Finding Myself in the Prayers of the Divine Office


liturgy-hoursBack when I saw him regularly, Carl seemed like he never was going to age. Even well into his 60s, he was skinny with little gray in his brown hair and skin like that of a much younger man. He regularly played pickup basketball with men many years his junior.

He was one of the wittiest men I’ve known, always pinning goofy nicknames on people and finding the humor in mundane situations. And he impressed me as one of the most committed Christian men I have met, a family man, a man I admired more than most.

Carl (not his real name) was far from perfect; he made mistakes, and those had consequences. We all can relate.

I certainly can relate.

I haven’t seen Carl for several years. My fault. I don’t like to release people from my life and allow them to become just wonderful memories. But, well, we just fell out of touch.

Still, I have been told God sends certain people into our lives for a reason. Even if they don’t always stay “in your life,” the reason can remain. My friendship with Carl continues to impact my life every day.

In 1994, his first granddaughter died while just a baby. That devastated Carl in a way I didn’t comprehend until I had my own grandchildren. Even though I couldn’t completely empathize with him and his family, I loved him and hurt for him. So I went to the funeral, held at a small Catholic church in central Missouri.

I made the two-hour drive by myself, arriving before anyone else. Perfectly comfortable in an empty church, I entered and sat in one of the back pews. I had been listening to some inspiring Christian music during the drive, so I was in a prayerful state of mind.

“What’s this?” I wondered as I reached for a small-but-thick red book in the pew. I noticed every pew had copies of the same book.

On the spine, it read: “Christian Prayer. Catholic Book.”

Though a cradle Catholic who loved to pray, I never had heard of the Liturgy of the Hours, also called the Divine Office. Curiosity — no, it was stronger than that — drew me inside. I saw selections from Scripture and prayers and songs. Everything seemed arranged in an organized way: Morning Prayer, Daytime Prayer, Evening Prayer, Night Prayer.

That day, I discovered something that would change my life. My mom gave me a copy of the book as a Christmas gift that year. I came to learn that the Divine Office is the official prayer of the Church, that monks and nuns and religious throughout the world pray it daily. I also learned that some lay people were devoted to it as well. I really didn’t know how to pray the Office, didn’t know where to begin, but I gave it my best shot.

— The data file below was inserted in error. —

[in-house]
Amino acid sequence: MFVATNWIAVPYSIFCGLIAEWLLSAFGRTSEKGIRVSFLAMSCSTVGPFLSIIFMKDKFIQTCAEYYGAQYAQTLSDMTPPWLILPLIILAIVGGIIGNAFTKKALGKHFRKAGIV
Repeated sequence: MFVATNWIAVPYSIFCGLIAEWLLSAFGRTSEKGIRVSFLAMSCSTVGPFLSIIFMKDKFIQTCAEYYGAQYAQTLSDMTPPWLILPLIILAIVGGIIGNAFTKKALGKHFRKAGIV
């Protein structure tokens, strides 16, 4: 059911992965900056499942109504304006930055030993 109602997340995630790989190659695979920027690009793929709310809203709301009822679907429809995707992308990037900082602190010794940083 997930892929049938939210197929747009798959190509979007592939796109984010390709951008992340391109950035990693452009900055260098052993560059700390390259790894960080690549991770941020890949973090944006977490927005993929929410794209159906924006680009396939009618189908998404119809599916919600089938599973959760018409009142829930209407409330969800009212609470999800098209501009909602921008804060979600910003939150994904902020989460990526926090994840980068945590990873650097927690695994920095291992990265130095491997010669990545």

I have tried to be dedicated to Morning Prayer and Evening Prayer each day since then — sporadically, sometimes, and I missed one entire year when I struggled to pray in any way at all after a suicide attempt.

The Office has become a part of me, though. Some of the regular lines of the prayer are ingrained deep in my psyche, such as one of the openers: “God, come to my assistance. O Lord, make haste to help me.” I have learned the beauty of the Psalms and using them in daily prayer and have come to love especially what I have found in Psalm 51, for example, and the way my soul’s existence is reflected in Psalm 77.

I can direct my own personal prayer in meditation; God can lead my heart into conversation where He wishes us to go during my praying of the Office. My original book is worn out, held together by tape, and this Christmas was replaced by a brand-new set of four complete volumes.

The new books are in larger type, easier to read in older age. I plan on spiritually joining those who daily pray the Office throughout the world for many years to come.

And so my love for Carl continues to pay dividends every day of my life. I need to call and thank him.


About Author

Mike Eisenbath has been married to Donna for 30 years; they have four adult children and two grandsons. He was an award-winning sportswriter for 23 years, including 18 at the St. Louis Post-Dispatch with duties that included covering the St. Louis Cardinals and Major League Baseball. Severe depression forced him out of that career. He continues to write, with a monthly column in the St. Louis Review and his website featuring reflections on topics such as his Catholic faith and mental illness. Mike is a frequent speaker and radio guest involving those subjects. Among his three books is Hence My Eyes Are Turned Toward You: Confronting Depression With Faith and the Prayer of Jehoshaphat.